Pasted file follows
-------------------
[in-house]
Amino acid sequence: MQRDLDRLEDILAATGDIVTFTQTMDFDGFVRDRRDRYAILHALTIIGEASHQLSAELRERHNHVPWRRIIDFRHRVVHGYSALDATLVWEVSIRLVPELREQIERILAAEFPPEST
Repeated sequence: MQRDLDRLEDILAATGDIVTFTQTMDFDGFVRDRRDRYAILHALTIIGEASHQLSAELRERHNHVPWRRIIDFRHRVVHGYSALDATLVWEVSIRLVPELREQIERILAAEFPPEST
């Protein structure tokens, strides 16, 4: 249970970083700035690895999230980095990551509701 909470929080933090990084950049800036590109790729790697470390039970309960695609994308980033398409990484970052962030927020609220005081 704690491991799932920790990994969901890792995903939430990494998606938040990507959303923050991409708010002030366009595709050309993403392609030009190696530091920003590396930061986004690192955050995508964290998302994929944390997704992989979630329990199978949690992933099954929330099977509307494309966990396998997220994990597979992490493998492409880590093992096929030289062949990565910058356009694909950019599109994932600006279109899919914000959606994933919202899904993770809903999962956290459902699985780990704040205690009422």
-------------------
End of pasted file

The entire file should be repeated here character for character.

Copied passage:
[in-house]
Amino acid sequence: MQRDLDRLEDILAATGDIVTFTQTMDFDGFVRDRRDRYAILHALTIIGEASHQLSAELRERHNHVPWRRIIDFRHRVVHGYSALDATLVWEVSIRLVPELREQIERILAAEFPPEST
Repeated sequence: MQRDLDRLEDILAATGDIVTFTQTMDFDGFVRDRRDRYAILHALTIIGEASHQLSAELRERHNHVPWRRIIDFRHRVVHGYSALDATLVWEVSIRLVPELREQIERILAAEFPPEST
């Protein structure tokens, strides 16, 4: 249970970083700035690895999230980095990551509701 909470929080933090990084950049800036590109790729790697470390039970309960695609994308980033398409990484970052962030927020609220005081 704690491991799932920790990994969901890792995903939430990494998606938040990507959303923050991409708010002030366009595709050309993403392609030009190696530091920003590396930061986004690192955050995508964290998302994929944390997704992989979630329990199978949690992933099954929330099977509307494309966990396998997220994990597979992490493998492409880590093992096929030289062949990565910058356009694909950019599109994932600006279109899919914000959606994933919202899904993770809903999962956290459902699985780990704040205690009422």